But I think it's very unlikely you'll get extremely rich from English to Japanese translation. My really wealthy friends are doctors, dentists, and estate agents. My comfortably off friends are translators in their natural language pair.


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Kaiya J. Diannen  Identity Verified
Australia
Member (2008)
German to English
On a side note/NAATI Jan 8, 2009

Rod Walters wrote: If you want to succeed, you would do well not to waste any time paying for accreditation and start working in your logical language pair

Just to address this, what you (Rod) may not realize is that it's very very difficult to gain a long-term visa here in Australia without either the NAATI accreditation the OP is talking about, being a full-time university student (very expensive), or having an appropriate job offer from a company that meets the immigration standards and is going to bat for you.

It sounds to me like the OP might be considering a move to Australia, in which case unless he has a great deal of experience (several years, with provable income levels) in his chosen field and meets a variety of other requirements (they have a point system), it might serve his interests to get NAATI accreditation.

That having been said, I've had some negative experiences with NAATI, so I am not a fan. I agree with Rod that experience is the best teacher, provided you have the basic knowledge, skills and talents, and will be the best route in the end to a better income (as is true in many fields) not to mention pride in your work.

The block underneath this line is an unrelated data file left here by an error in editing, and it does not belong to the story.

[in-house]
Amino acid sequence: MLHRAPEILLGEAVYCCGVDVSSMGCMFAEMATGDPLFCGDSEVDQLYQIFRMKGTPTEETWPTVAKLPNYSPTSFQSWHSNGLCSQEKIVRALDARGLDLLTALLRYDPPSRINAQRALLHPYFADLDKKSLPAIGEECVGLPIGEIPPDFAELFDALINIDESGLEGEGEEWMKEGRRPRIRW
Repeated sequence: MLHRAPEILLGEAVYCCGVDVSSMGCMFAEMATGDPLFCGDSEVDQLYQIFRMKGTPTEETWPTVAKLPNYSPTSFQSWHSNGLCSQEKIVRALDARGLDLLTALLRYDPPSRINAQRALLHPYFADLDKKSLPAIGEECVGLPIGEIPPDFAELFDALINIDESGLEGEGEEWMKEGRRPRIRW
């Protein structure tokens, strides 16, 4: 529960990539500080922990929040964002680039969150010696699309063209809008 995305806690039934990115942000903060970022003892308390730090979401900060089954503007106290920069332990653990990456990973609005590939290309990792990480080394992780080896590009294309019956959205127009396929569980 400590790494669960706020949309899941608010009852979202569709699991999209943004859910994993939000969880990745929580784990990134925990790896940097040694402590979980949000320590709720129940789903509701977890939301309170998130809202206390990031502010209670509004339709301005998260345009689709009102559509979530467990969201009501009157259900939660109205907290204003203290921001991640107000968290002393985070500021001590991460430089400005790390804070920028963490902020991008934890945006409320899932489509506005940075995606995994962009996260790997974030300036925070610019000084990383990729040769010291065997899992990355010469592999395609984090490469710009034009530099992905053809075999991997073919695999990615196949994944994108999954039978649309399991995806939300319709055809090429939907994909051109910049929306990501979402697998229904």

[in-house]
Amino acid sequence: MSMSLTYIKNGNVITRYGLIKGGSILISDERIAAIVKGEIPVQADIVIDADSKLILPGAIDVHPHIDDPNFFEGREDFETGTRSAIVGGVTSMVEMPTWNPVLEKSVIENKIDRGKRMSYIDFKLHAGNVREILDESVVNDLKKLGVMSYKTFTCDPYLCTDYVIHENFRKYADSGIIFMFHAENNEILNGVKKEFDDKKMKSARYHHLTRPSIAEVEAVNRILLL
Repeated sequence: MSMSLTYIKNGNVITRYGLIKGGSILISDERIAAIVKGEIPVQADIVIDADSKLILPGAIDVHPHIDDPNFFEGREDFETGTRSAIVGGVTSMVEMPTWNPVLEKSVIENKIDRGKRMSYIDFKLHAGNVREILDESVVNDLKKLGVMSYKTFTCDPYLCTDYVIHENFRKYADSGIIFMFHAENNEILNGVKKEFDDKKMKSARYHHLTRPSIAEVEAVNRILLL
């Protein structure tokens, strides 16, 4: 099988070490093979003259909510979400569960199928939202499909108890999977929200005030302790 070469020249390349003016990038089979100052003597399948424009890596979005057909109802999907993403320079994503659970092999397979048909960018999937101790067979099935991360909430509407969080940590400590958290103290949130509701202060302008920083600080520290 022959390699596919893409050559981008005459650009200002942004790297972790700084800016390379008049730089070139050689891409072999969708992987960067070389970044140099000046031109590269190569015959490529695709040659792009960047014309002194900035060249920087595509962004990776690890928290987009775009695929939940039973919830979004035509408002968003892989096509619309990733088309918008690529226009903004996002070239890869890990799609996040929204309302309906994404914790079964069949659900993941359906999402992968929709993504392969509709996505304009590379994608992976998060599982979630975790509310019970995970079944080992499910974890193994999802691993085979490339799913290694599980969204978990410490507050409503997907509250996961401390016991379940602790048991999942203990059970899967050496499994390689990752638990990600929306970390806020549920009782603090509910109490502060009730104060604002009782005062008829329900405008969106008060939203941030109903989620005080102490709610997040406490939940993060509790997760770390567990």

Good luck!


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QUOI  Identity Verified

Chinese to English
+ ...
My A$0.02 Jan 8, 2009

The reality is that if you want to work as a T&I in Australia (emphasis on "in Australia"), you will need to have NAATI accreditation. Now you even have to revalidate your accreditation every 2 years (more $ to NAATI). Generally no agency will give you job if you are NAATI-less. Plus you won't be able to deal with government-related jobs which can be rather lucrative and which always require NAATI accredited T&Is.

A little bit of ranting if you are interested.

Ever since the occupations of Translator and Interpreter were included in the federal immigration department's Skilled Occupations List, many universities in Australia, including Macquarie University in NSW, have been offering overseas students full fee (read "expensive") T&I courses which can lead to NAATI accreditation. Most these students see gaining a NAATI accreditation an easy way to migrate to Australia. This has for years been a good money earner for both the universities and NAATI.

Macquarie University for one mass produces T&I graduates (MA in Translation/Interpreting) every year with a lot more translators (mostly into native) than interpreters.

In some languages, there are so many new graduates that they have seriously distressed the market and caused the rate to plummet. Since everyone is a freelancer, some will be lucky to make a living on T&I at all in the first few years.

It's rather ironic that Macquarie University is telling T&Is how much one should be paid. Do a survey among your gradates!


[Edited at 2009-01-08 06:11 GMT]


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Kaiya J. Diannen  Identity Verified
Australia
Member (2008)
German to English
[small clarification] Jan 8, 2009

... at large wrote: The reality is that if you want to work as a T&I in Australia (emphasis on "in Australia"), you will need to have NAATI accreditation.

I can't speak to the "I" part, but it is possible to work as a translator in Australia without NAATI accreditation, provided you have contacts outside of the Australian market to provide you with work. Such is the case in my situation.

Cheers!